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Old Hat
25th February, 1889 — Ministry Break Room
It may have been coming up on eighteen years of being in the Ministry, but Ewart had yet to develop even a pinch of disinterest in his work. Of course, he suspected that was because his committee was the only corner of the whole institution that wasn't dull as ditchwater - but oh, he pitied the rest of them, and all their humdrum.

He pitied them all the more when, upon occasion, he ventured up to one of the break rooms to mingle with the mundanes, and found himself sliding into boredom when he spent any longer here than the time it took to munch upon a sandwich.

(He had just finished his sandwich.)  

"Good day," Ewart said serenely to the person seated across from him, as though they had both not been in the room for at least a quarter of an hour already. He pointed across to the hat that had been set atop the table near them. "Is that, by any chance, your hat?"  

He had not seen them touch it, in the time they had been here. (And, you see, for the last quarter of an hour, he had been looking very intently at the hat.)

[-] The following 1 user Likes Ewart Fraser's post:
   Elladora Black

Roman did not often come into the break room at work, often working right through the day. This time around, however, he was feeling peckish and needed a break from paperwork. And so he had ventured into one of the break rooms and had procured a snack for himself.

Reading a newspaper as he nibbled at his snack, he looked up from it when one of the other Ministry workers spoke to him. "Good day," he greeted in return before turning his attention to the hat being pointed out to him. It was very decidedly not his. His was sitting on his office desk.

"It is not. Do you have a liking for it?" He asked since the older man seemed to be very... fascinated by it.
Ewart couldn't fathom that the newspaper the younger man was reading - though he seemed to be well-enough engrossed in it - was at all an interesting pursuit to make up one's breaktime. And the hat, he said, was not his. All the better. It would surprise them both.

"A liking?" He echoed, chuckling mildly at the question. It was not an exceptional hat, in looks: it was of a safe shade and a modest trim, nothing flashy in personality, hardly a hat to crow about. But they would see, now wouldn't they?

If the young man proved agreeable, that was. "Let's reserve judgement on that, why don't we," Ewart said in a conversational non-answer, and instead leaned over a fraction closer. "Indeed, I had a hope you might do me a favour," he explained, gently nudging the hat towards the gentleman, "and pop it on for a moment."

The other man was striking him as being a little odd. One of those eccentric types, he figured. He still couldn't see why the man might be so interested in someones discarded hat. "All right," he said, mildly confused as the man said for them to reserve judgement.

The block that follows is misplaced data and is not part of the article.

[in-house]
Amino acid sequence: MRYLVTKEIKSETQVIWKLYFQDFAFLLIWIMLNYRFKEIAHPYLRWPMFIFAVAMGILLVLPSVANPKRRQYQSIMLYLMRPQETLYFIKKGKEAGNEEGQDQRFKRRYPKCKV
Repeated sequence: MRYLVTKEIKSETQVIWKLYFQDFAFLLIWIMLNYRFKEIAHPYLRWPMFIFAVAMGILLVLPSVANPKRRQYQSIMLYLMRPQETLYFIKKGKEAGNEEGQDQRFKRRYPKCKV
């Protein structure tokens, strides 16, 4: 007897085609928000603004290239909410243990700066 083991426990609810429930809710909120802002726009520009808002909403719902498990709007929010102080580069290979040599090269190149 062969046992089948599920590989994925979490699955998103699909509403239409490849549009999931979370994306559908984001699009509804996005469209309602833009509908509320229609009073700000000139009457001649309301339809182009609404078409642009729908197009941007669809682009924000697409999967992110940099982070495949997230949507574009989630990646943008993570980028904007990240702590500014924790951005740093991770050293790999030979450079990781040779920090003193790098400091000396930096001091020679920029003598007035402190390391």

"I'm not really in the habit of popping on things that do not belong to me," Roman protested, unsure why the man didn't just pop it on himself if he was so curious about it.
Ewart sighed internally. A particular young man, then. Wary. Sensible.

Still, not to be dissuaded, he ramped up his assurances, hoping to quell his doubts (at least for long enough to see some result of the question he had been thoughtfully pondering this time past). The younger gentleman was a Ministry man, wasn't he? Looked like a smart, neat fellow. Wasn't Cooperation the bread and butter of all these serious Ministry types?

And this was a chance for some harmless cooperation, right here! "Come now," Ewart tsked knowingly, "it shan't do anyone the least bit of harm -" lest that was the only part of this the fellow here was wary about, "- and it would be a great help to me. I can't proceed in this alone, you see." He nodded earnestly, rummaging for his wand - but not going to point it at the man until he acceded to his first request. (He seemed the sort to startle easily.)

One thing was very certain - Roman was perturbed.

He supposed the man had a point and perhaps soon as he did so, the man would go about his business and leave Roman to his. It occurred to Roman that he could just leave but he had to admit that his own curiosity was piqued though more with why the man was so intent on seeing the hat on him than anything to do with the hat itself.

Eyeing the man dubiously, he took the hat and placed it on his head.
Ewart beamed as the gentleman acquiesced. Now he had an accomplice to the study, as well as the apparatus. "Excellent. Now stay quite still," he advised. Prepared to make the most of the moment, Ewart produced his wand, and with a twirl, pointed it at the hat, muttering a string of words he had been playing around with here and there, cantis animus among them.